Preaching Articles

In our Southern Baptist Convention, the SBC churches in an area form themselves into an association. Usually, it’s the churches within one county, but often several counties (in Louisiana, counties are called “parishes”) go together to form an association.  Our New Orleans Baptist Association (called NOBA) comprises churches from the tip of the Mississippi River, 100 miles northward into New Orleans and beyond, which takes in the parishes of Plaquemines, St. Bernard, Orleans, Jefferson, St. Charles, and some in St. John the Baptist.

Here’s what often happens, as it did recently.

I’ll be preaching a revival in a middle-sized town somewhere in the South.  Often, I’ll meet with the pastors’ in the city and speak to them, maybe give them copies of one of my books.  At some point, I’ll ask the host pastor, “Does the pastor of the First Baptist Church attend these meetings?”

You would be distressed to know the answer is frequently, “Never.  They don’t participate in anything the association does.”

Big, big mistake.


Speaking to the Alabama Baptist Convention meeting at the FBC of Montgomery a few years back, I addressed this phenomenon.  “Pastors need each other.  You pastors of the First Baptist Churches, you need these other pastors.  So, quit being a big shot. Get off your high horse, and act like a brother in Christ.”  You could hear the “ooooh” roll across the auditorium.

I had struck a nerve.

Now, there are plenty of exceptions. David Crosby is the longtime pastor of the FBC of New Orleans.  No church is more involved in the local association than his, no pastor more than he.  Likewise, Don Davidson at FBC Alexandria, VA.  Shawn Parker of FBC Columbus, MS.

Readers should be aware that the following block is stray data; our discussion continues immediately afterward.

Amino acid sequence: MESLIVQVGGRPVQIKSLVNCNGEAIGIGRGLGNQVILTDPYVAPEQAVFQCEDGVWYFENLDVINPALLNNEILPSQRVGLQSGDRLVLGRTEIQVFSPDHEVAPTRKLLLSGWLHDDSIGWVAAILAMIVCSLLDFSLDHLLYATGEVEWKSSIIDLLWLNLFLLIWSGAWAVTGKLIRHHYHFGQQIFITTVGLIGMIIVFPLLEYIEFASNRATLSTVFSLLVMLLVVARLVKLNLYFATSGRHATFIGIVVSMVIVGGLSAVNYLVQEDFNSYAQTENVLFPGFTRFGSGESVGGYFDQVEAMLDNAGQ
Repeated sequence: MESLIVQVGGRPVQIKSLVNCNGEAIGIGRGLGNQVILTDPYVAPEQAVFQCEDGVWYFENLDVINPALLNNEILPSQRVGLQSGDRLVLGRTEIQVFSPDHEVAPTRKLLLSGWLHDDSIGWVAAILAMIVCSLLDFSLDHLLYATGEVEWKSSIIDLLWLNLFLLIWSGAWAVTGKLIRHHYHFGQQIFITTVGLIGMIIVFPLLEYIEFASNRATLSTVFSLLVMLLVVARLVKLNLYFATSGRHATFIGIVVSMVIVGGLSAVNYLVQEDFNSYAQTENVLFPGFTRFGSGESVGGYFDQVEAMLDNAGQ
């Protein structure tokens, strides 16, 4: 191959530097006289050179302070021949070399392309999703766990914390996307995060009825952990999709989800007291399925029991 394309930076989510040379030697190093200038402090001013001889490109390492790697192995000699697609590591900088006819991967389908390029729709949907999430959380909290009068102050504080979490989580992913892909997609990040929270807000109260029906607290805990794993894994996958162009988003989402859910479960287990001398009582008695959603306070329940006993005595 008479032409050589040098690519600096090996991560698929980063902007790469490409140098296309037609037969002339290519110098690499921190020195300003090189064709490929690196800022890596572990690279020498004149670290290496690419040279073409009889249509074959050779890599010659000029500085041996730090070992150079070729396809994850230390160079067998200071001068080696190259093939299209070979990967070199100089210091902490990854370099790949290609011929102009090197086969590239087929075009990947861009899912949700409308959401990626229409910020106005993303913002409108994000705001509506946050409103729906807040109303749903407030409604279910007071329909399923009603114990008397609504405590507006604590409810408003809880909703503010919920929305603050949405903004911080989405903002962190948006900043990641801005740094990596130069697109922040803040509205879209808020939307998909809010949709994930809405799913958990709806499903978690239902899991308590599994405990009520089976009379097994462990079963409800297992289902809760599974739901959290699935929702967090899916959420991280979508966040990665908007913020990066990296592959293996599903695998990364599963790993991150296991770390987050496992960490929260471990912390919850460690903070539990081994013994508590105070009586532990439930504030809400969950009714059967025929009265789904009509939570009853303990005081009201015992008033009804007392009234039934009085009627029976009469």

Here’s my quick testimonial.

As the seminary-student pastor of a bayou church 25 miles west of New Orleans, I attended meetings of pastors and the association.  Mercer Irwin was the DOM and Franklin Atkinson was associational moderator. (I’m just saying this as evidence that I really was involved.) I even recall Franklin’s associational sermon in 1968.

After seminary, I participated in the Washington County Baptist Association in Greenville MS.  J. D. Lundy was the associational missionary. Thus, when the Lord led a friend and me to conduct a Delta-wide evangelistic crusade at the high school stadium, the association quickly got on board.

In my next pastorate, the FBC of Columbus, MS, they hastily made me moderator of the almost-defunct association and got more than they bargained for.  I asked Ray Lloyd (FBC Starkville) and Joel Harris (FBC West Point) to lunch, and we decided to combine our small efforts into a work thereafter known as the Golden Triangle Baptist Association. The state convention helped us, and J. C. Mitchell became our first (and longtime) DOM.  Our church’s minister of students Bryan Harris supervised the construction of  the associational building on Willowbrook.  The point of all this is to say our church was “all in” for the association.

In Charlotte NC, I was involved in the Mecklenburg Association.  Our First Baptist Church was not the largest SBC congregation (Hickory Grove rules!), but no one was more involved than we.  (Today, Bob Lowman leads the Metrolina Association there, and he has had me up to minister.)

So, in 1990, when I came to New Orleans to serve the FBC of Kenner, across the street from the N.O, airport, participating in the association was never an option for me. It was something I did.  In all likelihood, that more than anything else, caused the search committee to turn to me in 2004 and ask me to serve 5 years as the director of missions. I was in that slot when Katrina roared through 18 months later and changed forever the landscape of the city and the ministries of our churches.

No one but the Heavenly Father knows how He will use you if you get involved in helping the other churches by participating in the association.